Steve Hammons is the author of two novels about a U.S. Government and military joint-service research team investigating unusual phenomena. MISSION INTO LIGHT and the sequel LIGHT'S HAND introduce readers to the ten women and men of the "Joint Reconnaissance Study Group" and their exciting adventures exploring the unknown. Both novels are available from the Barnes & Noble Web site, bn.com, and other booksellers worldwide. visit Steve Hammon's website at jointreconstudygroup.blogspot.com/.
Movie 'The Fourth Kind' sheds light on UFOs, human beings by Steve Hammons
Posted: 15:00 November 6, 2009
Are non-human intelligent beings abducting humans? And if so, how and why?
The new movie THE FOURTH KIND deals with a topic that has become part of the tales, rumors and reports associated with UFOs and theories about visitation to Earth of extraterrestrial, extra-dimensional or other intelligent beings.
In the film, due in theatres Nov. 6, Milla Jovovich stars as a behavioral health professional working with clients who have apparent sleep disorders.
She soon discovers that these individuals are having difficulties because they apparently have experienced something very frightening and troubling ? they may have been abducted by non-human beings of some kind, and for unclear purposes.
So-called "alien abductions" have been explored in various books, TV shows and movies. But, is there any truth to this phenomenon?
ABDUCTION IN THE MEDIA
The concept of human abductions by "aliens" appeared on many people's radar in 1987 and 1988 with the publication of the books INTRUDERS and MISSING TIME by artist and researcher Budd Hopkins.
Hopkins had become interested in the UFO topic and began to question individuals who, under hypnosis, recalled these strange abduction experiences.
Some critics said hypnosis was an unreliable method to elicit accurate memories and that the people under hypnosis could be inadvertently persuaded to come up with false memories of alien abduction experiences.
However, when highly-respected Harvard School of Medicine psychiatrist John Mack, M.D., began to come to conclusions similar to researchers such as Hopkins, this topic gained credibility. (Mack was also a Pulitzer Prize-winning author, having written a biography of T. E. Lawrence ? "Lawrence of Arabia.")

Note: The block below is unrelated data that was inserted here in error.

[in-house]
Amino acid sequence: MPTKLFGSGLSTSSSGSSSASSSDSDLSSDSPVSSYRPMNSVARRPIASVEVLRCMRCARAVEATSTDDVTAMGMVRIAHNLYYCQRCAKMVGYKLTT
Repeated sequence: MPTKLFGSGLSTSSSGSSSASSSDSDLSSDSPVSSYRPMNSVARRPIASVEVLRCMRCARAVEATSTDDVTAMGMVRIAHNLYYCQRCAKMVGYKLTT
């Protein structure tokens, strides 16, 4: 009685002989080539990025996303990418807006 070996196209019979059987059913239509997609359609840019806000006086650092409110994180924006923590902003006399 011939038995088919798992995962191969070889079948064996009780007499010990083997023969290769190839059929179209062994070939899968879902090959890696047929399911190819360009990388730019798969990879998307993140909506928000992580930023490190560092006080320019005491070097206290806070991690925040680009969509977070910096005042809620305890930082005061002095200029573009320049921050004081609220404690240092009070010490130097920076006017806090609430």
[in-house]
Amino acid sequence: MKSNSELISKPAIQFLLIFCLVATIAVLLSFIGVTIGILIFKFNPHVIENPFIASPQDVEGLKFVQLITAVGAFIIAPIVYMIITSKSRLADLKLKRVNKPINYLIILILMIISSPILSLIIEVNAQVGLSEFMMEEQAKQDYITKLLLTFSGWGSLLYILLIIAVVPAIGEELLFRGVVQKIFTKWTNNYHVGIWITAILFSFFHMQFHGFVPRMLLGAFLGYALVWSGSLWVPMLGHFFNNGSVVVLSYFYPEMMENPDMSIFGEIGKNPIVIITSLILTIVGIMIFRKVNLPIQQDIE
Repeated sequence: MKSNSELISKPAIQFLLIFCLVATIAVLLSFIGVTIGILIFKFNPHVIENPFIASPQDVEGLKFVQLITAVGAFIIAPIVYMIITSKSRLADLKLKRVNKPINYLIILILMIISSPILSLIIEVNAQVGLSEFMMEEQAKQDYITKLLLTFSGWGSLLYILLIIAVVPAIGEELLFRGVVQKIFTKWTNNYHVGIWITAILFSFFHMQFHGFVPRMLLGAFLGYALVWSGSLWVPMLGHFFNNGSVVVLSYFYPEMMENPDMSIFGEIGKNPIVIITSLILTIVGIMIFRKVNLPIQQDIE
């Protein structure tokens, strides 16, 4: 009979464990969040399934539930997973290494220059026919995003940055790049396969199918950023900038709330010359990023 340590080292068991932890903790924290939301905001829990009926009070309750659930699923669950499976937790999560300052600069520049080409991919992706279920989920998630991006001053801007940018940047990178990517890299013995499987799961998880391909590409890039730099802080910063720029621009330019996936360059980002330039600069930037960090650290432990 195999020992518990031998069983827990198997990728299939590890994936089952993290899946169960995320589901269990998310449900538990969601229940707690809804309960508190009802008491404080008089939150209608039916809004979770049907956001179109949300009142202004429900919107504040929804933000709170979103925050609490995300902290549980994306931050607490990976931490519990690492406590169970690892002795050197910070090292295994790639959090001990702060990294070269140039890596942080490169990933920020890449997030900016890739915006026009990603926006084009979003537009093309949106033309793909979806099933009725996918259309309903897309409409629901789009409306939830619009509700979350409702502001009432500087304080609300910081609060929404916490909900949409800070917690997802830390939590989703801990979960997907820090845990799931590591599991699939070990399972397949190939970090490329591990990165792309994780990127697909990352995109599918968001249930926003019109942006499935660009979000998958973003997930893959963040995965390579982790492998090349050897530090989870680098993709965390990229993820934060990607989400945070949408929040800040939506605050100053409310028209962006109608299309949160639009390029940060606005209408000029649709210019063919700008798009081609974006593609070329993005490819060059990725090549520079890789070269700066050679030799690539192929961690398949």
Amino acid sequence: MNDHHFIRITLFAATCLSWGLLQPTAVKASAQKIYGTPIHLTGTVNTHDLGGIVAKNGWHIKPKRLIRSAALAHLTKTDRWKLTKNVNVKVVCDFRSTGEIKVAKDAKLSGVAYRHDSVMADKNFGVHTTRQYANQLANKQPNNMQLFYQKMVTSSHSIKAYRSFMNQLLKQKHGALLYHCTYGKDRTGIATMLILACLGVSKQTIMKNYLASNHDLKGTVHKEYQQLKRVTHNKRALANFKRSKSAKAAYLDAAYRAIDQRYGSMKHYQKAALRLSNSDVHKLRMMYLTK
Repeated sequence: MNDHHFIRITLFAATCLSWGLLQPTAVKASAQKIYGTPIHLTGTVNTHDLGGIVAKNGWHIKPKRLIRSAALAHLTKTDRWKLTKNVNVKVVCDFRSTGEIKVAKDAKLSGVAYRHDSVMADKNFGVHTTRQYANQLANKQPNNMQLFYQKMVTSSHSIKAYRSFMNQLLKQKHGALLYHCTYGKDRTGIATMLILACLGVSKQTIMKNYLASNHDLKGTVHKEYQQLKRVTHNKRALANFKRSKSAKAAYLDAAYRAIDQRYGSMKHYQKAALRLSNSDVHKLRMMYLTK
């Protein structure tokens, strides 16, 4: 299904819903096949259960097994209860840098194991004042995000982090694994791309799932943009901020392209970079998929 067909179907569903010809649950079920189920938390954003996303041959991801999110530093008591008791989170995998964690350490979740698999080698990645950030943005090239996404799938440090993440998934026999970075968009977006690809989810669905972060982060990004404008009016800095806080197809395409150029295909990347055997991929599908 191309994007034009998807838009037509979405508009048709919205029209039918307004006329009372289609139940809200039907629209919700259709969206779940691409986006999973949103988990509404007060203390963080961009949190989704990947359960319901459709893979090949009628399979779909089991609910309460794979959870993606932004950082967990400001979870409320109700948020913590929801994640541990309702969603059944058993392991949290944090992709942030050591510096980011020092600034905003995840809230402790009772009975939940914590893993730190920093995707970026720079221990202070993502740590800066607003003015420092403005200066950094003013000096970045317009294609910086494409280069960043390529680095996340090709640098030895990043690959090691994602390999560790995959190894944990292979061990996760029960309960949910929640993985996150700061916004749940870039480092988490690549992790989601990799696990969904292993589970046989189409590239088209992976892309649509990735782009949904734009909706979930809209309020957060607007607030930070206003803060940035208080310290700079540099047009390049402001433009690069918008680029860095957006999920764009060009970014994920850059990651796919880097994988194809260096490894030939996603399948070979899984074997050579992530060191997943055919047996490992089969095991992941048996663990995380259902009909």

In the early 1990s, Mack conducted a research study of 200 people who felt they may have had an alien abduction experience. He reportedly initially believed these people must have had some type of mental health problem. However, after interviewing and examining them, he found this not to be case.
Mack also noted that he felt an apparent spiritual or transformational experience on the part of these people was significant.
His subsequent 1999 book, PASSPORT TO THE COSMOS: HUMAN TRANSFORMATION AND ALIEN ENCOUNTERS, remains one of the most respected works on this topic. His book ABDUCTION: HUMAN ENCOUNTERS WITH ALIENS was published in 2007.
Another writer who explored this subject was Whitley Strieber. His book COMMUNION, published in 1987, reported what Strieber claimed were his own abduction experiences. He went on to write several other books dealing with this topic.
The 1993 movie FIRE IN THE SKY also brought the alien abduction issue into widespread public awareness. The film was based on an alleged 1975 experience of Snowflake, Arizona, resident Travis Walton, who claimed he was abducted in front of several fellow workers as they drove through an Arizona national forest after a day of clearing brush.
The 2002 TV mini-series TAKEN, produced by the Steven Spielberg organization, also further explored the ideas surrounding alleged abductions.
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